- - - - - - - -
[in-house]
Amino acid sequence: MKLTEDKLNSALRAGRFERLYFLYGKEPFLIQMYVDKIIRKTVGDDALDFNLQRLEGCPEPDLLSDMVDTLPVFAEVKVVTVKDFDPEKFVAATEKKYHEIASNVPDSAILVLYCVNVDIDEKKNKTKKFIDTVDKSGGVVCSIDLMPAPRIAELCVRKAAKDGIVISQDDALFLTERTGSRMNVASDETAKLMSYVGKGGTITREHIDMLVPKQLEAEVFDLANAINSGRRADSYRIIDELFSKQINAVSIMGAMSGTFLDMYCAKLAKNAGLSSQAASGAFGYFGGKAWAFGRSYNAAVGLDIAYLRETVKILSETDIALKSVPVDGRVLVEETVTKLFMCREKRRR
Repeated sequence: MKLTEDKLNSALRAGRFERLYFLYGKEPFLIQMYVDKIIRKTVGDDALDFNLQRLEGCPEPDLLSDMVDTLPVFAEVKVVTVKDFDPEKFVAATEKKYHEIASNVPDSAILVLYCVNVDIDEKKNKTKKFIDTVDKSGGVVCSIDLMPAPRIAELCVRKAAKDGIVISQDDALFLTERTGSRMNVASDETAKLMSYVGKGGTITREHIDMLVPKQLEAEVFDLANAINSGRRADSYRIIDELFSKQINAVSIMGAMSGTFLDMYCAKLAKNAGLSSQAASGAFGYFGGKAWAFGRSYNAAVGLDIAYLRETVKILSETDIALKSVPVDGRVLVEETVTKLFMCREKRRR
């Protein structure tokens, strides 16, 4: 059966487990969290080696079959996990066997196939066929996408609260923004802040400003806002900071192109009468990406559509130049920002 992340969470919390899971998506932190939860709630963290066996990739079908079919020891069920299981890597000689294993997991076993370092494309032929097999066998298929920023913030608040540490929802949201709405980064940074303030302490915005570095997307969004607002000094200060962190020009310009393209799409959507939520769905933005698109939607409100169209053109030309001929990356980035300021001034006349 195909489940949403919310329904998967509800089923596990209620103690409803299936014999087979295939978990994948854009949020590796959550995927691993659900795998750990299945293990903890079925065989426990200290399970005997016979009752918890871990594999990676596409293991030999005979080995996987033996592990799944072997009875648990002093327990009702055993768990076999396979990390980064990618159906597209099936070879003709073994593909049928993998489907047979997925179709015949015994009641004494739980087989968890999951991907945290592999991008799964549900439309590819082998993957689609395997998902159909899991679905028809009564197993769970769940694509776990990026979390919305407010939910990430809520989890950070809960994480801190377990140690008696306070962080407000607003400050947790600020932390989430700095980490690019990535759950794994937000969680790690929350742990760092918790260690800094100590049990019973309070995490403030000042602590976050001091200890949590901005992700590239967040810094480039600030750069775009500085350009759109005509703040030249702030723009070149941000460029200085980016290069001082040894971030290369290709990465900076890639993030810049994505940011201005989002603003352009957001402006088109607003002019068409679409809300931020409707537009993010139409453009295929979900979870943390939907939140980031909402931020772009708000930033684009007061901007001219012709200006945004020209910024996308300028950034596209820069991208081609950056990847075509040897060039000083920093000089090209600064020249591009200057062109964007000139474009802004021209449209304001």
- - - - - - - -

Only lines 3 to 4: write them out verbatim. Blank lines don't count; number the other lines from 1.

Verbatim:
Repeated sequence: MKLTEDKLNSALRAGRFERLYFLYGKEPFLIQMYVDKIIRKTVGDDALDFNLQRLEGCPEPDLLSDMVDTLPVFAEVKVVTVKDFDPEKFVAATEKKYHEIASNVPDSAILVLYCVNVDIDEKKNKTKKFIDTVDKSGGVVCSIDLMPAPRIAELCVRKAAKDGIVISQDDALFLTERTGSRMNVASDETAKLMSYVGKGGTITREHIDMLVPKQLEAEVFDLANAINSGRRADSYRIIDELFSKQINAVSIMGAMSGTFLDMYCAKLAKNAGLSSQAASGAFGYFGGKAWAFGRSYNAAVGLDIAYLRETVKILSETDIALKSVPVDGRVLVEETVTKLFMCREKRRR
């Protein structure tokens, strides 16, 4: 059966487990969290080696079959996990066997196939066929996408609260923004802040400003806002900071192109009468990406559509130049920002 992340969470919390899971998506932190939860709630963290066996990739079908079919020891069920299981890597000689294993997991076993370092494309032929097999066998298929920023913030608040540490929802949201709405980064940074303030302490915005570095997307969004607002000094200060962190020009310009393209799409959507939520769905933005698109939607409100169209053109030309001929990356980035300021001034006349 195909489940949403919310329904998967509800089923596990209620103690409803299936014999087979295939978990994948854009949020590796959550995927691993659900795998750990299945293990903890079925065989426990200290399970005997016979009752918890871990594999990676596409293991030999005979080995996987033996592990799944072997009875648990002093327990009702055993768990076999396979990390980064990618159906597209099936070879003709073994593909049928993998489907047979997925179709015949015994009641004494739980087989968890999951991907945290592999991008799964549900439309590819082998993957689609395997998902159909899991679905028809009564197993769970769940694509776990990026979390919305407010939910990430809520989890950070809960994480801190377990140690008696306070962080407000607003400050947790600020932390989430700095980490690019990535759950794994937000969680790690929350742990760092918790260690800094100590049990019973309070995490403030000042602590976050001091200890949590901005992700590239967040810094480039600030750069775009500085350009759109005509703040030249702030723009070149941000460029200085980016290069001082040894971030290369290709990465900076890639993030810049994505940011201005989002603003352009957001402006088109607003002019068409679409809300931020409707537009993010139409453009295929979900979870943390939907939140980031909402931020772009708000930033684009007061901007001219012709200006945004020209910024996308300028950034596209820069991208081609950056990847075509040897060039000083920093000089090209600064020249591009200057062109964007000139474009802004021209449209304001």